Friday, April 15, 2011

IS EATING SEAWEED GOOD OR BAD?


Seaweed has been flying off the store shelves in recent weeks in China, Russia and many other countries - metaphorically speaking, of course. Why? Because people believe it can protect them against nuclear radiation - what everyone seems to be afraid of these days.

Yes, it is true - most types of seaweed such as nori, wakame, dulse, kombu, arame and other sea vegetables, contain large (though variable) quantities of iodine 127 - a trace element that our bodies need. This is the "good iodine" used in potassium iodine pills and in iodized salt, which have also sold out in many places. This good iodine helps protect our thyroid gland by giving it what it needs so that it won't take up the radioactive kind if we happen to be exposed. It's a bit like giving your puppy a tough rubber toy to chew on, so it won't eat your carpets (as mine did recently).

But then there is the other point of view. Can seaweed - especially seaweed harvested in the Pacific ocean near Japan, itself be absorbing the radiation that is being released into the sea from the Fukushima power plant? Such fears are making some people wary about eating seaweed. I have a friend who used to order seaweed salad every time we ate out, who has even started taking the nori wrap off her sushi. Several countries such as Australia and Indonesia, have halted or restricted seaweed imports from Japan in case it is contaminated with radioactive iodine.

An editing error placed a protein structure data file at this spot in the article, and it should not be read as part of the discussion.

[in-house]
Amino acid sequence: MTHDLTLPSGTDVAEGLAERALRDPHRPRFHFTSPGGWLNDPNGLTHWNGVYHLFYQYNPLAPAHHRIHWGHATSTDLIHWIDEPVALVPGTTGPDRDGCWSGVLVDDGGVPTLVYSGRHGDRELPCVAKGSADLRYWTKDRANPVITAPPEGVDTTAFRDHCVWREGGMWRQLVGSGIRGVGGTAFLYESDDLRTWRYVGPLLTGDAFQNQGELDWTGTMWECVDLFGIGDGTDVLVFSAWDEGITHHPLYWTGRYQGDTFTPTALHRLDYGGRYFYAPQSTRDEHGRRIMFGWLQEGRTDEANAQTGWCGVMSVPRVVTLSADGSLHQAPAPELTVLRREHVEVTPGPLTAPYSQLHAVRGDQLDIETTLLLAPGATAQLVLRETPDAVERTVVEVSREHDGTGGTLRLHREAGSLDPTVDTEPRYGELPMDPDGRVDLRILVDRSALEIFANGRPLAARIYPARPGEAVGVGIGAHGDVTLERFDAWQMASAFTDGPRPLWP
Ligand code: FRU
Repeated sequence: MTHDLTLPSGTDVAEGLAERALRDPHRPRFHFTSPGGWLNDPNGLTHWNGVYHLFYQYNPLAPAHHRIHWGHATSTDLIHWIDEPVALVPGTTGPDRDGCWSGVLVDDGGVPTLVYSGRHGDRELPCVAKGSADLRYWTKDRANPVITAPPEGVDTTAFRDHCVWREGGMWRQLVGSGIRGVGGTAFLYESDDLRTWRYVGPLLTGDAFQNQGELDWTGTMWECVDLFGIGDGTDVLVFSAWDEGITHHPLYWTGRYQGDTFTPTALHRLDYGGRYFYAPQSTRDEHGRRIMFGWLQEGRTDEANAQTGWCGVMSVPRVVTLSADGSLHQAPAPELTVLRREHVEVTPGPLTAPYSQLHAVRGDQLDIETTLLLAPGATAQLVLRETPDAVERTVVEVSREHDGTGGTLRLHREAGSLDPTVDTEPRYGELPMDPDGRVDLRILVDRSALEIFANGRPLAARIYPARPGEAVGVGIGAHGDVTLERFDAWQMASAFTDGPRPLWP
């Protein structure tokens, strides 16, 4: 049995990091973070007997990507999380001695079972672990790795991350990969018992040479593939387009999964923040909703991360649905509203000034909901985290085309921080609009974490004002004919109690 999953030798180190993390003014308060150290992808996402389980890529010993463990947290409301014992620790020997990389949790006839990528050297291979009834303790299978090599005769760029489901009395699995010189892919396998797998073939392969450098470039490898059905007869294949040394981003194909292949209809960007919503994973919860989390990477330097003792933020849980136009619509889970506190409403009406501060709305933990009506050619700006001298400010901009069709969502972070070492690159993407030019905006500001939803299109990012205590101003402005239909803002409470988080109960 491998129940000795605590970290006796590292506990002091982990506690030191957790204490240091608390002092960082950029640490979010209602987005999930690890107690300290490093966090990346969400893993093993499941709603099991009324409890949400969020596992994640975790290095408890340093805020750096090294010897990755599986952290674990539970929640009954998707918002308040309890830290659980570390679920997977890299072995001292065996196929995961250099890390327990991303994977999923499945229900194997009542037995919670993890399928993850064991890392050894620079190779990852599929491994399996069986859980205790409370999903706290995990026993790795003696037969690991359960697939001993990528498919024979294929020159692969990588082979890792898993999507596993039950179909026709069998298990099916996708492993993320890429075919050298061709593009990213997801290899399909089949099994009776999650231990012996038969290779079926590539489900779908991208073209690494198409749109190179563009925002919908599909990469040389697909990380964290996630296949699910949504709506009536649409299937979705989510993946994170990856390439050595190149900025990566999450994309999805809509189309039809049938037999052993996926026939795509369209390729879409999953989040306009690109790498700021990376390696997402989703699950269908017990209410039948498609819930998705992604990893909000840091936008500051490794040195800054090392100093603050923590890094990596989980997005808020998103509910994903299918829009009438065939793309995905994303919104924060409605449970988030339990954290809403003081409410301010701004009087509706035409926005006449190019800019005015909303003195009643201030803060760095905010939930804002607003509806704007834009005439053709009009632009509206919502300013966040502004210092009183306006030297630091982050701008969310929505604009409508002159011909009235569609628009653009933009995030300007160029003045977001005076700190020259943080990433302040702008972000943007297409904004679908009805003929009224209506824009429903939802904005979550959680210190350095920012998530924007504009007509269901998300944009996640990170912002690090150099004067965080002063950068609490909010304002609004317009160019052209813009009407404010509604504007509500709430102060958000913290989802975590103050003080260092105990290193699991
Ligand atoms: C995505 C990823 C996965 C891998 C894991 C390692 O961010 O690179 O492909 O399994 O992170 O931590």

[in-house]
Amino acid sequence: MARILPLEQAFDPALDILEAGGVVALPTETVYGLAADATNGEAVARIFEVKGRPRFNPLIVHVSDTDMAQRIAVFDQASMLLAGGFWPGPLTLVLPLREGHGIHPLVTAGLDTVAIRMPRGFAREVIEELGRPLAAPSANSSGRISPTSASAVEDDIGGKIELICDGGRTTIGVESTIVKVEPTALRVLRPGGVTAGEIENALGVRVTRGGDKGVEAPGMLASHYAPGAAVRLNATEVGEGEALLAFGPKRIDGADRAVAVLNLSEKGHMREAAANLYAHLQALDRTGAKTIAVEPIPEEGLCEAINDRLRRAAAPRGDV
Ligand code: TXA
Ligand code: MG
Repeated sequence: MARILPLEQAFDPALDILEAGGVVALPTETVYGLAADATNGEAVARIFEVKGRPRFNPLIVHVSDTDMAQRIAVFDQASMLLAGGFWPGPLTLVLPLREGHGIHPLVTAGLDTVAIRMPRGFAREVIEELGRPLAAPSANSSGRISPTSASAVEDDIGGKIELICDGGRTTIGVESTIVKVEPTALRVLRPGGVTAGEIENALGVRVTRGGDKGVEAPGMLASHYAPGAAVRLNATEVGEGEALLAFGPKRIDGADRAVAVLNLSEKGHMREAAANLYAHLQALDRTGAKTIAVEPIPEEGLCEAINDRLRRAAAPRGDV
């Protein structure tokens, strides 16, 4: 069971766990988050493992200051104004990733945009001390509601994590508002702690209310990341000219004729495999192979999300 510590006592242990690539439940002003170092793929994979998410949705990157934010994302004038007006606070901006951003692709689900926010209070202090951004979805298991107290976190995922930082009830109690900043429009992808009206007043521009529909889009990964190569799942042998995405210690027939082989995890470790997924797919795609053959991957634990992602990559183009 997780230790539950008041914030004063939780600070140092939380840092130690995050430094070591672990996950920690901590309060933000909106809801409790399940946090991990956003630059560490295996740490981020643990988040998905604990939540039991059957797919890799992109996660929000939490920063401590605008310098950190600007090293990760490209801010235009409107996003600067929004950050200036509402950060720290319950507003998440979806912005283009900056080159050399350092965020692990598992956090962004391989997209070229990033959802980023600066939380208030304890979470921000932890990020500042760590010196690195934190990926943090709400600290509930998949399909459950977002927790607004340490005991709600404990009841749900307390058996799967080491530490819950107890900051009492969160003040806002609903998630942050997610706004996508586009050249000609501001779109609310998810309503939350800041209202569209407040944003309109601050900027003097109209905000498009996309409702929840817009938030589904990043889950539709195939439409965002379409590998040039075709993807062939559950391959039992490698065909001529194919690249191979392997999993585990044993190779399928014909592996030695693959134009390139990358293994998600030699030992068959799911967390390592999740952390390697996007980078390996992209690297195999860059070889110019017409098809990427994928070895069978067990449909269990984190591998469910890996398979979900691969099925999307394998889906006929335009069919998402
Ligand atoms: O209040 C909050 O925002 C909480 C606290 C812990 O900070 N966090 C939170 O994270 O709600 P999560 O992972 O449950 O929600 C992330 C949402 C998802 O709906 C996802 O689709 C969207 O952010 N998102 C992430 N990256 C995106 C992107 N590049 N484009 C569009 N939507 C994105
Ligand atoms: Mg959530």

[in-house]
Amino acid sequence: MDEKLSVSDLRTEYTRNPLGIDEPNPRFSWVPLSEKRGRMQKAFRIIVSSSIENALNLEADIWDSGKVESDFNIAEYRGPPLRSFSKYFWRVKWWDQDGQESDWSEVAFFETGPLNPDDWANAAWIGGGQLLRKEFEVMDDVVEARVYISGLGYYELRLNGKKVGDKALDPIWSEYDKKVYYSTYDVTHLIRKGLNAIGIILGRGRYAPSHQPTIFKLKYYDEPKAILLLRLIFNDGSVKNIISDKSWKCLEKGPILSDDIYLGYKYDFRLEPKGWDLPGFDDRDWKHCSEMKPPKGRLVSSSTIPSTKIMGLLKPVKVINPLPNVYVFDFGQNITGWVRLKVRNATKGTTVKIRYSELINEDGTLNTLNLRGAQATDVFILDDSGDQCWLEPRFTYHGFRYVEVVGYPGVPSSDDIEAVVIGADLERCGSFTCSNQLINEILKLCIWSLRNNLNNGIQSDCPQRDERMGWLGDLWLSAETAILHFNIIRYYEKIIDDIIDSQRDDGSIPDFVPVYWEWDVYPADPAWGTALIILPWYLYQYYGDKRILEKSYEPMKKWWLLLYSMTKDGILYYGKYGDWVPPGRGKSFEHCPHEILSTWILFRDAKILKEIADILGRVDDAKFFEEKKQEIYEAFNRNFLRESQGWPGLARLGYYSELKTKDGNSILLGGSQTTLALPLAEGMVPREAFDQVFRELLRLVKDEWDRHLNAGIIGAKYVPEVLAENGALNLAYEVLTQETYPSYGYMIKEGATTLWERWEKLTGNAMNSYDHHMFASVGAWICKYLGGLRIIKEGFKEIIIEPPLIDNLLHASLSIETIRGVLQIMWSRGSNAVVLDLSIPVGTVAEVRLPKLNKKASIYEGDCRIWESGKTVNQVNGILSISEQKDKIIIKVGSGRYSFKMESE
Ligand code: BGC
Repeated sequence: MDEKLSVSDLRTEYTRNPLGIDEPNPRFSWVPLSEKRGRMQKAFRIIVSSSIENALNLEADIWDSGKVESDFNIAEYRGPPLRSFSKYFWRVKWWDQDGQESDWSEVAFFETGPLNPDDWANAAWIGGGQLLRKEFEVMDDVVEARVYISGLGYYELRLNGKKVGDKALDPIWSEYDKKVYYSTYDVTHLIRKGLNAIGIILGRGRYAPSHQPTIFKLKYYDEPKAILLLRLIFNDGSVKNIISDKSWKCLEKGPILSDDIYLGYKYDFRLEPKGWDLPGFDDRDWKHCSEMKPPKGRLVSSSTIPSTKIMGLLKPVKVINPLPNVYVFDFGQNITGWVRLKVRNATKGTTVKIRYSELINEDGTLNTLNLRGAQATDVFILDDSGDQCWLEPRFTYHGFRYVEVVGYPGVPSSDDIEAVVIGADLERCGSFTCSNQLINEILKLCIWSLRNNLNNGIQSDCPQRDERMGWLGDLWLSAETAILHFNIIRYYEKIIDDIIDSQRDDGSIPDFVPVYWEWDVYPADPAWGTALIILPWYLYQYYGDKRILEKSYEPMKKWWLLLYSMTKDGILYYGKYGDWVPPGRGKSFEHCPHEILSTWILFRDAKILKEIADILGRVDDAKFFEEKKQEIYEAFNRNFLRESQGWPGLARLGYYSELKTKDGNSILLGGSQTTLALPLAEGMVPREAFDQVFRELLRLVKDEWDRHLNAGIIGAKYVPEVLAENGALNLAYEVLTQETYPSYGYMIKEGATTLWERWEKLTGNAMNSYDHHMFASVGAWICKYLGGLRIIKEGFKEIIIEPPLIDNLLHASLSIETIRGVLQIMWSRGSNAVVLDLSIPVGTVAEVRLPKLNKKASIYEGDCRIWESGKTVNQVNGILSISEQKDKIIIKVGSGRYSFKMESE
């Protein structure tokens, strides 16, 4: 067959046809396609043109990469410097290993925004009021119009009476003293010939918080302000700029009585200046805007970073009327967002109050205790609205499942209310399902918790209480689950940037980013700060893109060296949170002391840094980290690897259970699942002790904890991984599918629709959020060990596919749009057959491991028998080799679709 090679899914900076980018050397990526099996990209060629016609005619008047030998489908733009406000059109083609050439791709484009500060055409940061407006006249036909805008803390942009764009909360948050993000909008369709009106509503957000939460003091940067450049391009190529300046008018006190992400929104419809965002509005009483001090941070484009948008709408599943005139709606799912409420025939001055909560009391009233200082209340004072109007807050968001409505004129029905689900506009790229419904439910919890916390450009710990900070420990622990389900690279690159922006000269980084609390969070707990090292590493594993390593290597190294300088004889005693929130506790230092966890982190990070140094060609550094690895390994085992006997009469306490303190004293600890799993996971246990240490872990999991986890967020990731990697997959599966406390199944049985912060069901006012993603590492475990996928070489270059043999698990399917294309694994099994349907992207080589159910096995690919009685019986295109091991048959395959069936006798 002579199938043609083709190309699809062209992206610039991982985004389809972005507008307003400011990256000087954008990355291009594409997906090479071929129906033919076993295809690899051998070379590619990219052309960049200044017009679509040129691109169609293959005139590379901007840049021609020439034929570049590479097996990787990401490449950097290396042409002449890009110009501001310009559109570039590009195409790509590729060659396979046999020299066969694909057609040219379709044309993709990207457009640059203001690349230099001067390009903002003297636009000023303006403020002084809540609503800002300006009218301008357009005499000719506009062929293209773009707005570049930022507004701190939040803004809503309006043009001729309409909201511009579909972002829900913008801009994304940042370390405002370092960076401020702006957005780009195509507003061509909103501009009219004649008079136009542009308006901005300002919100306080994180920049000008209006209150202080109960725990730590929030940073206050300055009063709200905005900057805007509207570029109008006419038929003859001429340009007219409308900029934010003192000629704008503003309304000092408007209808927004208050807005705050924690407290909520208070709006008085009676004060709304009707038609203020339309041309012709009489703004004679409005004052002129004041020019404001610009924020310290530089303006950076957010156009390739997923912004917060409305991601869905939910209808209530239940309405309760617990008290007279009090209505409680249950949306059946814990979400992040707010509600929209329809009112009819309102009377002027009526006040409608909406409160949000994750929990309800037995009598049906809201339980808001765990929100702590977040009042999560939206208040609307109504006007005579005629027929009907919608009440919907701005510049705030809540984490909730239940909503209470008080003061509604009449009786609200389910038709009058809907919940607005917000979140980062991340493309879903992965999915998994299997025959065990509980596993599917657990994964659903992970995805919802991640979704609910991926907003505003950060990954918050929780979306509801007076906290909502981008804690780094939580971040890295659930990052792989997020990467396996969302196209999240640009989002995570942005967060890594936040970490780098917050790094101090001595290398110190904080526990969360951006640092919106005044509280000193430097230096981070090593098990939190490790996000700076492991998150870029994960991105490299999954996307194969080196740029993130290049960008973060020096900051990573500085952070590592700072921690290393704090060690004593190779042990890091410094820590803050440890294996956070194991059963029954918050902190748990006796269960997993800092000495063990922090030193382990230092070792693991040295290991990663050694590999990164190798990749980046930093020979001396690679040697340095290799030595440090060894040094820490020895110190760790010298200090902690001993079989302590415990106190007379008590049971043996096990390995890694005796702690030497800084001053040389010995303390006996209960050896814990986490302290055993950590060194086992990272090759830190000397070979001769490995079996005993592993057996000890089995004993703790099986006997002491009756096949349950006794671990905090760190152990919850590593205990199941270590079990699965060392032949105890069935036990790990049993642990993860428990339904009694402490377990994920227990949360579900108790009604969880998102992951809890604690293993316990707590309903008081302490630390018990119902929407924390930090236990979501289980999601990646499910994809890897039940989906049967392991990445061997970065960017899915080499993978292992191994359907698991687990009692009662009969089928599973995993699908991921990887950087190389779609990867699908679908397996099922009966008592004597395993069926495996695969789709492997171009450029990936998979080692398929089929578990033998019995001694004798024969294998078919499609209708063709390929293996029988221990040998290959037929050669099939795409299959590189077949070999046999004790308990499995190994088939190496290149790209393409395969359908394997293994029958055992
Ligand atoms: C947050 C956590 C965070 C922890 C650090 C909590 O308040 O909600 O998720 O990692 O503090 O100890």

True, seaweed can in theory absorb the dangerous iodine-131 from nuclear waste as well as all those good minerals and other substances that give it such a healthy reputation. Unfortunately, the seaweed can't tell the difference between the safe kind of iodine and the unsafe kind. But don't get too nervous. Remember, the ocean is a big place, not all seaweed comes from the ocean near Fukushima (even Japan imports seaweed from other countries as well), and many seaweed farms in the disaster area have (sadly) been wiped out by the tsunami. On top of all this, much of the iodine-131 in seaweed would usually have degraded before it reaches our plate.

What I am saying is that the risk of dangerous doses of radioactive iodine from your seaweed salad or miso soup or sushi are pretty small. But also, you shouldn't eat huge amounts of those wonderful sea vegetables thinking that they will protect you if nuclear radiation does come your way in air currents, water or food. This is not a case of "more is better." Too much "good" iodine can be toxic to your body.

TSF

3 comments:

Anonymous said...

At this stage I think a lot of people are over-reacting. As the blog says, the ocean is a big place and the chances of you, sitting in NYC, and eating seaweed from Fukishimi on your sushi plate is next to zero.

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